Guardsmen could soon have access to on-site mental health help at their monthly drill weekends as part of a partnership between the National Guard Bureau and the Department of Veterans Affairs.
The partnership, announced Tuesday, will integrate VA Vet Center staff and the resources they offer with regular drill schedules, officials said.
Staff from the 300 centers and 80 mobile units nationwide will work with state and local National Guard commands to decide how best to offer their resources.
The agreement was finalized June 28, officials said.
The goal, said Maj. Robert Perino, a spokesman for the Guard Bureau, is to integrate VA center staff and offerings into the training schedule.
But just how that integration looks, he noted, is up to the individual states.
“Different states do things differently,” he said. “The main thing is that they’re available.”
In 2017, the Guard experienced the highest rate of suicide among the services, officials said in a news release. Since then, the number of Guardsmen seeking help from the community-based Vet Centers has increased by 38%, and 2019 year-to-date data show the Guard suicide rate hitting a five-year low, they added.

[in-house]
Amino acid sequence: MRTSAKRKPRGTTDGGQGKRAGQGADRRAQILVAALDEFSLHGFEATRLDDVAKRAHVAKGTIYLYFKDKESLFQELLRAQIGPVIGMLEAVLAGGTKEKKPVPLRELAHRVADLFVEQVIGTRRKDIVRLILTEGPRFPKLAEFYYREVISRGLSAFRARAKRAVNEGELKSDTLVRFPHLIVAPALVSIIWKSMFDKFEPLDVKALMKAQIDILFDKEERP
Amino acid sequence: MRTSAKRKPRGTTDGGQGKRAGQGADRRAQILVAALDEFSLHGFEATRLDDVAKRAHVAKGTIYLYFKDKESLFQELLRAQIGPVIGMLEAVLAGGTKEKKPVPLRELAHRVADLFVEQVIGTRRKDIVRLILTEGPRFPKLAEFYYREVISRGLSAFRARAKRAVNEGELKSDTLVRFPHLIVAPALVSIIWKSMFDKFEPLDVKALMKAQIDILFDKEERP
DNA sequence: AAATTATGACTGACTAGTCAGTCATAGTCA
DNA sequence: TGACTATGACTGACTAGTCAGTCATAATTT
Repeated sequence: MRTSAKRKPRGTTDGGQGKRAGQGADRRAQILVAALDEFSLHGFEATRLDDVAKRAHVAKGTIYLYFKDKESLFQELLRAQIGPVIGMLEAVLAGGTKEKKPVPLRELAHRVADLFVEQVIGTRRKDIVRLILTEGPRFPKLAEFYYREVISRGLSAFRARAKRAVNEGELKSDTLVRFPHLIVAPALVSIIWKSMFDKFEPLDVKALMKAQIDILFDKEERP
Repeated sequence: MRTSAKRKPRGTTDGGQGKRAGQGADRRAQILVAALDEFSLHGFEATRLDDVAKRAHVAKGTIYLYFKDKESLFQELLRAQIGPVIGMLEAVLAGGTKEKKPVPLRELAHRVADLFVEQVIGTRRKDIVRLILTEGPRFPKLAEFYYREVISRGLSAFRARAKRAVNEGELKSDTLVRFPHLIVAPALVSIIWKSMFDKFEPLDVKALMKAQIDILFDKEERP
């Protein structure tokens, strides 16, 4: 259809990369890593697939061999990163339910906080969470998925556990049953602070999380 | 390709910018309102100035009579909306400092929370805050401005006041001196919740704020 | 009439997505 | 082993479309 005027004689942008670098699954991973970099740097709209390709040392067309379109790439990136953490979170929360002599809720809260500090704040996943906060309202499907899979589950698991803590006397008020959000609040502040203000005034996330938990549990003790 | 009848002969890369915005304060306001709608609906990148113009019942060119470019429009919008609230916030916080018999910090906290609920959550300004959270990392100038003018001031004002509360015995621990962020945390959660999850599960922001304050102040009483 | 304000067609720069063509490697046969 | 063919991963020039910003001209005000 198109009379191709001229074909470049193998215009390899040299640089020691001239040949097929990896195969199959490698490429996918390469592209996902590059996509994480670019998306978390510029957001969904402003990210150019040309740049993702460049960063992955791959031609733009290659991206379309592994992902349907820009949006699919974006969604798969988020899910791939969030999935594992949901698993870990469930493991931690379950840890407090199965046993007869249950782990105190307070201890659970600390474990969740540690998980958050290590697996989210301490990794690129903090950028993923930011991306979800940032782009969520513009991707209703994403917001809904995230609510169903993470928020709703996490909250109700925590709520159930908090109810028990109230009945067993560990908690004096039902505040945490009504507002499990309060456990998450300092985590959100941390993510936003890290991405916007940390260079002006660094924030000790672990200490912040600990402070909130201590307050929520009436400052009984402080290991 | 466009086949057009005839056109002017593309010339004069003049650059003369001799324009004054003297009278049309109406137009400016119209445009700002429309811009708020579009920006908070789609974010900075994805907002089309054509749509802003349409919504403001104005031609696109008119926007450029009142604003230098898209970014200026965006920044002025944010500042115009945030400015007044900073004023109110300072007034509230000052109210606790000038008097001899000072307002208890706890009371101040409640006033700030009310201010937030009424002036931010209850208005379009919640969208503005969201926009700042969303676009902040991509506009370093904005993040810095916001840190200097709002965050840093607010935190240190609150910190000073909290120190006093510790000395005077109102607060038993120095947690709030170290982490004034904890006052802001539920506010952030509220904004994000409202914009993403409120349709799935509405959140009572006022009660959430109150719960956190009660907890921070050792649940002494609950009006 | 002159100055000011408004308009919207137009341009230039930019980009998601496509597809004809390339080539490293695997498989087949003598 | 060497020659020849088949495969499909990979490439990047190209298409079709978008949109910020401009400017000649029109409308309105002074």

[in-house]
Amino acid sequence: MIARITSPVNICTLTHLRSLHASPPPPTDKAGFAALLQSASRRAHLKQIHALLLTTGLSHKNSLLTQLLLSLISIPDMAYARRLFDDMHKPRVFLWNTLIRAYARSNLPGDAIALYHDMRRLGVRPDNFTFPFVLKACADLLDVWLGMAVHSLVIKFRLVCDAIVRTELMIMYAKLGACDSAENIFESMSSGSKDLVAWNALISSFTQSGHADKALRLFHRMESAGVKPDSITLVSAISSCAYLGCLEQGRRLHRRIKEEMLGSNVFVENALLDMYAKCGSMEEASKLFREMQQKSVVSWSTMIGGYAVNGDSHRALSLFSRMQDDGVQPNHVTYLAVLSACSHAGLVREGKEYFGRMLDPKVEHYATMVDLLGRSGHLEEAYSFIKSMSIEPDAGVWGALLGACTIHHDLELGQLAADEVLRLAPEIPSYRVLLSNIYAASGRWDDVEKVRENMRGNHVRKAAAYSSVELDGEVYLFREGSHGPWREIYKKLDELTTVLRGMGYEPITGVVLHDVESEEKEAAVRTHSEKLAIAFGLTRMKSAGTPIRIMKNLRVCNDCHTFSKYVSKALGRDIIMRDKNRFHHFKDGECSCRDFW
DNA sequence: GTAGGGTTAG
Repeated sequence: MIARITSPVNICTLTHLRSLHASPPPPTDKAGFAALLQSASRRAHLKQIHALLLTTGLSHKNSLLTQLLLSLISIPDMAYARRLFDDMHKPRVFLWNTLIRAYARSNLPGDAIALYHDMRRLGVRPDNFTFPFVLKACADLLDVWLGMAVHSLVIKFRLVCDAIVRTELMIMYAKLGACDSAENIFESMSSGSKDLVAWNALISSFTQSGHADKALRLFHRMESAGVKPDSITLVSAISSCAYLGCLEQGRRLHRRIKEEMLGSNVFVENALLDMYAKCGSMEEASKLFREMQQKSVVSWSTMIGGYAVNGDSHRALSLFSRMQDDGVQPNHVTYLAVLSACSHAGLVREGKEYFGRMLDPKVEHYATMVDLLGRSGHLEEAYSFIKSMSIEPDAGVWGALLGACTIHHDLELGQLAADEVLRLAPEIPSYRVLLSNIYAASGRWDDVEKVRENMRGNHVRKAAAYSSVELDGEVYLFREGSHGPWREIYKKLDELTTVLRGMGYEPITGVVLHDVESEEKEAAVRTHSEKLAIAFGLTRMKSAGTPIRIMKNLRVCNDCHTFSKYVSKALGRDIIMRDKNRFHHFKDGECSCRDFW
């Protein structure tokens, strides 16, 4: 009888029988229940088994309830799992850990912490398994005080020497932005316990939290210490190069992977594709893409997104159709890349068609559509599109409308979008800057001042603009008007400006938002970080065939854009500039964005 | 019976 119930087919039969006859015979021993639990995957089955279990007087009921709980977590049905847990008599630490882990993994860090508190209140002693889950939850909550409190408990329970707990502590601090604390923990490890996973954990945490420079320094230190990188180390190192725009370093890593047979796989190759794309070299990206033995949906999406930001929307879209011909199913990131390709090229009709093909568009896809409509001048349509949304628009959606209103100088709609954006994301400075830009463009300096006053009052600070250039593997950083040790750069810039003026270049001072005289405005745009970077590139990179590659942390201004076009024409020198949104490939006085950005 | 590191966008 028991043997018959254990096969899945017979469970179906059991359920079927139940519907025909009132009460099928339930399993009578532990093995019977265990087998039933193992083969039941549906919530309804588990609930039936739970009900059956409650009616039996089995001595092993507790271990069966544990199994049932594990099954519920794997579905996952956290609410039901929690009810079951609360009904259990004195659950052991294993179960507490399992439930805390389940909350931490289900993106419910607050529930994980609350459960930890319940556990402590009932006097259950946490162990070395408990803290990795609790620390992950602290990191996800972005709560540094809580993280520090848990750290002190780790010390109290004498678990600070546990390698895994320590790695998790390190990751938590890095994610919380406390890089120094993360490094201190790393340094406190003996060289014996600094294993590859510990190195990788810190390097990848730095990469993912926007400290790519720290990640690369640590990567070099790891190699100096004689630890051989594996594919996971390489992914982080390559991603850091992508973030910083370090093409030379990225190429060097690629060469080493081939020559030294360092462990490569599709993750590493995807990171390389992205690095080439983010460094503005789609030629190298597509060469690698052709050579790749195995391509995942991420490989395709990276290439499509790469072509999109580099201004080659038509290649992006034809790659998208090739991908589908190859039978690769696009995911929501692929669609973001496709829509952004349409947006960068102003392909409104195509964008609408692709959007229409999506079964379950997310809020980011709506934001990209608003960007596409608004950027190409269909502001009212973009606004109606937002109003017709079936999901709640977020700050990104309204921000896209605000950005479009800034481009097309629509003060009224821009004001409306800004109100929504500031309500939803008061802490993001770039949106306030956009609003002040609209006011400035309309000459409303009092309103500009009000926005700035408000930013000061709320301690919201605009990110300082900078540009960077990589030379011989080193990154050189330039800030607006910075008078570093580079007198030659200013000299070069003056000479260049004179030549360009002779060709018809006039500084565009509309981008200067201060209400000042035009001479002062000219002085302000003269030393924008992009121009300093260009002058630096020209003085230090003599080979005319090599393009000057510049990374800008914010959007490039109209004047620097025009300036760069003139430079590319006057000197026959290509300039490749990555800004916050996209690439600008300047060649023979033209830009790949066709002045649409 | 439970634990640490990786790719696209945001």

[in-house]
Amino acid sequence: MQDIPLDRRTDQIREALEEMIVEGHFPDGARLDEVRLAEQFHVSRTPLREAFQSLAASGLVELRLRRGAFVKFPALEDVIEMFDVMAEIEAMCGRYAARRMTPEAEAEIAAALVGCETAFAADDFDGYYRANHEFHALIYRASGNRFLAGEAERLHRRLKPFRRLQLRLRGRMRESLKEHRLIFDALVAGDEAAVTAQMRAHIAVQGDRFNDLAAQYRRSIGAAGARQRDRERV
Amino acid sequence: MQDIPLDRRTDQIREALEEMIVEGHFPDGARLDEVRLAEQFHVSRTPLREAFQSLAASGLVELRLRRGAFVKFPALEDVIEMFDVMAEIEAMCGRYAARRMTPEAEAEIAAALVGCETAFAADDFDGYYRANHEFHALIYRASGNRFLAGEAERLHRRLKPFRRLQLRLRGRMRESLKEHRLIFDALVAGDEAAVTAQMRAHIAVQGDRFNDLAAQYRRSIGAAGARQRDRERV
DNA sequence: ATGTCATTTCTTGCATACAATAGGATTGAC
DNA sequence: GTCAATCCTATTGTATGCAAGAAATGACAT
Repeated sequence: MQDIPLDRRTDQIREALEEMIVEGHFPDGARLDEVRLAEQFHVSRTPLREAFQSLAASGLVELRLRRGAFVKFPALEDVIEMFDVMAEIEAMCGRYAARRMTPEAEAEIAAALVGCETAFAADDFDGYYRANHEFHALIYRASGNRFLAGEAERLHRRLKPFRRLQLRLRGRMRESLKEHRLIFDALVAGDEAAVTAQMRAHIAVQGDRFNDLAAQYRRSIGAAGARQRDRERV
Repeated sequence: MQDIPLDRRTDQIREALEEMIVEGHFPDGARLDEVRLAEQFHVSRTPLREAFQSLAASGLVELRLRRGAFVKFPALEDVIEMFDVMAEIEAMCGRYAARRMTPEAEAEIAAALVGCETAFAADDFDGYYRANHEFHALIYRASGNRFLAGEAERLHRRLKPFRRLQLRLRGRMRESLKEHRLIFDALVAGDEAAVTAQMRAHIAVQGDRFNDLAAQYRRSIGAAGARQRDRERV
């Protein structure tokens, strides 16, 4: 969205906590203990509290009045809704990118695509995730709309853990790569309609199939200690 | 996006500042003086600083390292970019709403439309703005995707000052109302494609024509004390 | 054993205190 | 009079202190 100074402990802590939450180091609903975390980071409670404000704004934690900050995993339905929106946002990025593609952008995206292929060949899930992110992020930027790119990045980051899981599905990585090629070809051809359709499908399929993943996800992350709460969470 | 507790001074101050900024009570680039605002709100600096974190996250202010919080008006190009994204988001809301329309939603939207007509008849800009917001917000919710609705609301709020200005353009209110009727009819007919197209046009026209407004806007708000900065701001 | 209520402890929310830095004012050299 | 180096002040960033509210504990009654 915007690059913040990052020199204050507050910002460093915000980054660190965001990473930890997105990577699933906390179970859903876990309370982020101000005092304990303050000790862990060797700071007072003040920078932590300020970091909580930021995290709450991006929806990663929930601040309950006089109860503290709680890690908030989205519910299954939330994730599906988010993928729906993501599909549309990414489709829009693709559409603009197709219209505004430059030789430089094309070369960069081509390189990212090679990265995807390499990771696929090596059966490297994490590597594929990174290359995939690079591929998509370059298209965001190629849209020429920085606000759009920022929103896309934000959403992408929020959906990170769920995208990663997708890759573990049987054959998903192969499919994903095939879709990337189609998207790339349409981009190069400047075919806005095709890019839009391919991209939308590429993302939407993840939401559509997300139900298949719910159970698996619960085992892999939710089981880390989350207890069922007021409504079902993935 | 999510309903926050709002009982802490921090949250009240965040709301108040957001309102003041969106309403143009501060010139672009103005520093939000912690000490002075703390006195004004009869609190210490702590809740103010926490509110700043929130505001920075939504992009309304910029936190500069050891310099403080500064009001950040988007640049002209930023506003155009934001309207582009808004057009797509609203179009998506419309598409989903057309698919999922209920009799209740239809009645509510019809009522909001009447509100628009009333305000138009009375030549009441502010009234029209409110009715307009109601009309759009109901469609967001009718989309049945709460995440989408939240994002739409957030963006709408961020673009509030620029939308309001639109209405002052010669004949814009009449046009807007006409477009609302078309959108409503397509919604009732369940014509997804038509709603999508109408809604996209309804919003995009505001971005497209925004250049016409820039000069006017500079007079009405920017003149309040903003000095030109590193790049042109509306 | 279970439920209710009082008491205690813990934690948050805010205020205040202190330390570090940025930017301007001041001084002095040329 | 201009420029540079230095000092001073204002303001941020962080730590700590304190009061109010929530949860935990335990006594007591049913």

“This is an important and historic day for the National Guard and Veterans Affairs,” Gen. Joseph L. Lengyel, chief of the National Guard Bureau, said in a release. “This partnership will increase our ability to offer access to services to our Guard Soldiers and Airmen and their families who live in remote locations. Ultimately, this partnership will positively impact the readiness of our force.”
Guardsmen who are interested in using the Vet Center services during drill should contact their local leadership for more information.